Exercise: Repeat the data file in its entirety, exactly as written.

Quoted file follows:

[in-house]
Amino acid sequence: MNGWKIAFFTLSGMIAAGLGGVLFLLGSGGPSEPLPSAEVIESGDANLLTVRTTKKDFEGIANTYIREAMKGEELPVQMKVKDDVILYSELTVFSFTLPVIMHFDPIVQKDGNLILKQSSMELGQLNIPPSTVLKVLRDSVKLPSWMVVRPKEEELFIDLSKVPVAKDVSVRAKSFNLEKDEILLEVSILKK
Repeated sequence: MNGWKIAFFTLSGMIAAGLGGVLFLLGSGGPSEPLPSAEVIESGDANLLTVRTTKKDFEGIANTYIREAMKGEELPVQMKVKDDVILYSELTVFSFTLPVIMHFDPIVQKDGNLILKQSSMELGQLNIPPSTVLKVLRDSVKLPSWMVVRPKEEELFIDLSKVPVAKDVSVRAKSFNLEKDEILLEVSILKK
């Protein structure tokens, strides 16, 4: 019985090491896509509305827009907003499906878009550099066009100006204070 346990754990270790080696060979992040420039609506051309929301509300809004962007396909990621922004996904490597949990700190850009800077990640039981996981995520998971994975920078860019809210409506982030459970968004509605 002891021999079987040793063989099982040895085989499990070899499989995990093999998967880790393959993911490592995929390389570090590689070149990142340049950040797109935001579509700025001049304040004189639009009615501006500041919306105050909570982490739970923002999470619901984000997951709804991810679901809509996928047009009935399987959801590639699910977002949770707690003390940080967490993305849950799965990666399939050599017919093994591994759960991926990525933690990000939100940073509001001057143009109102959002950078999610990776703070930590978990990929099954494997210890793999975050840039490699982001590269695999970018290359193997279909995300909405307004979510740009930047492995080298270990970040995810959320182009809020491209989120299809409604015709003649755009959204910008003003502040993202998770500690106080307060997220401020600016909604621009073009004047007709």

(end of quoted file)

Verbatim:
[in-house]
Amino acid sequence: MNGWKIAFFTLSGMIAAGLGGVLFLLGSGGPSEPLPSAEVIESGDANLLTVRTTKKDFEGIANTYIREAMKGEELPVQMKVKDDVILYSELTVFSFTLPVIMHFDPIVQKDGNLILKQSSMELGQLNIPPSTVLKVLRDSVKLPSWMVVRPKEEELFIDLSKVPVAKDVSVRAKSFNLEKDEILLEVSILKK
Repeated sequence: MNGWKIAFFTLSGMIAAGLGGVLFLLGSGGPSEPLPSAEVIESGDANLLTVRTTKKDFEGIANTYIREAMKGEELPVQMKVKDDVILYSELTVFSFTLPVIMHFDPIVQKDGNLILKQSSMELGQLNIPPSTVLKVLRDSVKLPSWMVVRPKEEELFIDLSKVPVAKDVSVRAKSFNLEKDEILLEVSILKK
């Protein structure tokens, strides 16, 4: 019985090491896509509305827009907003499906878009550099066009100006204070 346990754990270790080696060979992040420039609506051309929301509300809004962007396909990621922004996904490597949990700190850009800077990640039981996981995520998971994975920078860019809210409506982030459970968004509605 002891021999079987040793063989099982040895085989499990070899499989995990093999998967880790393959993911490592995929390389570090590689070149990142340049950040797109935001579509700025001049304040004189639009009615501006500041919306105050909570982490739970923002999470619901984000997951709804991810679901809509996928047009009935399987959801590639699910977002949770707690003390940080967490993305849950799965990666399939050599017919093994591994759960991926990525933690990000939100940073509001001057143009109102959002950078999610990776703070930590978990990929099954494997210890793999975050840039490699982001590269695999970018290359193997279909995300909405307004979510740009930047492995080298270990970040995810959320182009809020491209989120299809409604015709003649755009959204910008003003502040993202998770500690106080307060997220401020600016909604621009073009004047007709």